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Chapter: Psychiatric Mental Health Nursing : Eating Disorders

Bulimia - Eating Disorders

Bulimia nervosa usually begins in late adolescence or early adulthood; 18 or 19 years is the typical age of onset.



Onset and Clinical Course


Bulimia nervosa usually begins in late adolescence or early adulthood; 18 or 19 years is the typical age of onset. Binge eating frequently begins during or after dieting. Between binging and purging episodes, clients may eat restrictively, choosing salads and other low-calorie foods. This restric-tive eating effectively sets them up for the next episode of binging and purging, and the cycle continues.


Clients with bulimia are aware that their eating behav-ior is pathologic and go to great lengths to hide it from others. They may store food in their cars, desks, or secret locations around the house. They may drive from one fast-food restaurant to another, ordering a normal amount of food at each but stopping at six places in 1 or 2 hours. Such patterns may exist for years until family or friends discover the client’s behavior or until medical complica-tions develop for which the client seeks treatment.


Follow-up studies with clients with bulimia show that 10 years after treatment, 30% continued to engage in recurrent binge eating and purging behaviors, whereas 38% to 47% were fully recovered (Anderson & Yager, 2005). One third of fully recovered clients relapse. Clients with a comorbid personality disorder tend to have poorer outcomes than those without.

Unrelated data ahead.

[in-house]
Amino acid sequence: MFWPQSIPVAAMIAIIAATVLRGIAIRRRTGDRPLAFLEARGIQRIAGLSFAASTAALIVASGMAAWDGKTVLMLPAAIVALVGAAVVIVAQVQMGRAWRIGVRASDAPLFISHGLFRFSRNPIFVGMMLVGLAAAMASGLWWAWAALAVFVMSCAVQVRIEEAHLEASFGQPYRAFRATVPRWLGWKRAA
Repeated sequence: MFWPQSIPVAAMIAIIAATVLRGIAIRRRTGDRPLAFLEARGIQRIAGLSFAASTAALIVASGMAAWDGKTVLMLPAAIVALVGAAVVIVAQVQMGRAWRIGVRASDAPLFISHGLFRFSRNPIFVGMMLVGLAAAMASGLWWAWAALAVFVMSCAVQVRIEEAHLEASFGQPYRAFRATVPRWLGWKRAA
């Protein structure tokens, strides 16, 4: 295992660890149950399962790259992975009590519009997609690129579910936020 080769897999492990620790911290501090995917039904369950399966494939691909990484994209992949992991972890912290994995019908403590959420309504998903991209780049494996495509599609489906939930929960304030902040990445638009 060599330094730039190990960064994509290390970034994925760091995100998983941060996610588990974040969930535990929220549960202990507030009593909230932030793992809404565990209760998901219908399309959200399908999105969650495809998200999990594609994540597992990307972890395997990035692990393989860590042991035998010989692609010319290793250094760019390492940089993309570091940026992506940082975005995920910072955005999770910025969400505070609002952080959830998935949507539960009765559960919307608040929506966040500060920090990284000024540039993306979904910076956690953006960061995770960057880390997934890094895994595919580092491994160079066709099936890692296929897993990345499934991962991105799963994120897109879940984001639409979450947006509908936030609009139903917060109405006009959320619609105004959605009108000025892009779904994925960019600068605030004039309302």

The death rate from bulimia is estimated at 3% or less.


Most clients with bulimia are treated on an outpatient basis. Hospital admission is indicated if binging and purg-ing behaviors are out of control and the client’s medical status is compromised. Most clients with bulimia have near-normal weight, which reduces the concern about severe malnutrition—a factor in clients with anorexia nervosa.


Treatment and Prognosis


Cognitive–Behavioral Therapy


CBT has been found to be the most effective treatment for bulimia. This outpatient approach often requires a detailed manual to guide treatment. Strategies designed to change the client’s thinking (cognition) and actions (behavior) about food focus on interrupting the cycle of dieting, bing-ing, and purging and altering dysfunctional thoughts and beliefs about food, weight, body image, and overall self-concept. CBT enhanced with assertiveness training and self-esteem enhancement has produced positive results (Schmidt et al., 2007).



Since the 1980s, several controlled studies have been conducted to evaluate the effectiveness of antidepres-sants to treat bulimia. Drugs, such as desipramine (Nor-pramin), imipramine (Tofranil), amitriptyline (Elavil), nortriptyline (Pamelor), phenelzine (Nardil), and fluox-etine (Prozac) were prescribed in the same dosages used to treat depression . In all the studies, the antidepressants were more effective than were the place-bos in reducing binge eating. They also improved mood and reduced preoccupation with shape and weight. Most of the positive results, however, were short term, with about one third of clients relapsing within a 2-year period (Agras, 2006).


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